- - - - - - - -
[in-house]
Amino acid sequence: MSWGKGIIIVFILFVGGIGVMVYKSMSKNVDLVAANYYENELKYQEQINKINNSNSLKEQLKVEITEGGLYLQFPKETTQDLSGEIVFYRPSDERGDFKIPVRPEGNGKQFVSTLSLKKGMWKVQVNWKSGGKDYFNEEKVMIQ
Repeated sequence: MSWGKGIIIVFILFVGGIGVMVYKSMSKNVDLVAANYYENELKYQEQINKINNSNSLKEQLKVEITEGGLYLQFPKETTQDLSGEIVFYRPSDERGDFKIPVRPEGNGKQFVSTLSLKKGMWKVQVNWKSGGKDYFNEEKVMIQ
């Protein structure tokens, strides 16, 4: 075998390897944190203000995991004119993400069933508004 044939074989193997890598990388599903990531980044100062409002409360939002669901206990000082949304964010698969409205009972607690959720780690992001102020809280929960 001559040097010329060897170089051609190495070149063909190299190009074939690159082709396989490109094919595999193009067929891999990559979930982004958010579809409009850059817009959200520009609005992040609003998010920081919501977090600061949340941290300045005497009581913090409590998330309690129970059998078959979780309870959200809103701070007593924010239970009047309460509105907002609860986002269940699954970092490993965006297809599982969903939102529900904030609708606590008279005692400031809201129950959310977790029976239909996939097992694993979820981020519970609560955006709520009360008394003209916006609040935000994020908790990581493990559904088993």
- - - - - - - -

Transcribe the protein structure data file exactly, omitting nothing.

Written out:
[in-house]
Amino acid sequence: MSWGKGIIIVFILFVGGIGVMVYKSMSKNVDLVAANYYENELKYQEQINKINNSNSLKEQLKVEITEGGLYLQFPKETTQDLSGEIVFYRPSDERGDFKIPVRPEGNGKQFVSTLSLKKGMWKVQVNWKSGGKDYFNEEKVMIQ
Repeated sequence: MSWGKGIIIVFILFVGGIGVMVYKSMSKNVDLVAANYYENELKYQEQINKINNSNSLKEQLKVEITEGGLYLQFPKETTQDLSGEIVFYRPSDERGDFKIPVRPEGNGKQFVSTLSLKKGMWKVQVNWKSGGKDYFNEEKVMIQ
């Protein structure tokens, strides 16, 4: 075998390897944190203000995991004119993400069933508004 044939074989193997890598990388599903990531980044100062409002409360939002669901206990000082949304964010698969409205009972607690959720780690992001102020809280929960 001559040097010329060897170089051609190495070149063909190299190009074939690159082709396989490109094919595999193009067929891999990559979930982004958010579809409009850059817009959200520009609005992040609003998010920081919501977090600061949340941290300045005497009581913090409590998330309690129970059998078959979780309870959200809103701070007593924010239970009047309460509105907002609860986002269940699954970092490993965006297809599982969903939102529900904030609708606590008279005692400031809201129950959310977790029976239909996939097992694993979820981020519970609560955006709520009360008394003209916006609040935000994020908790990581493990559904088993």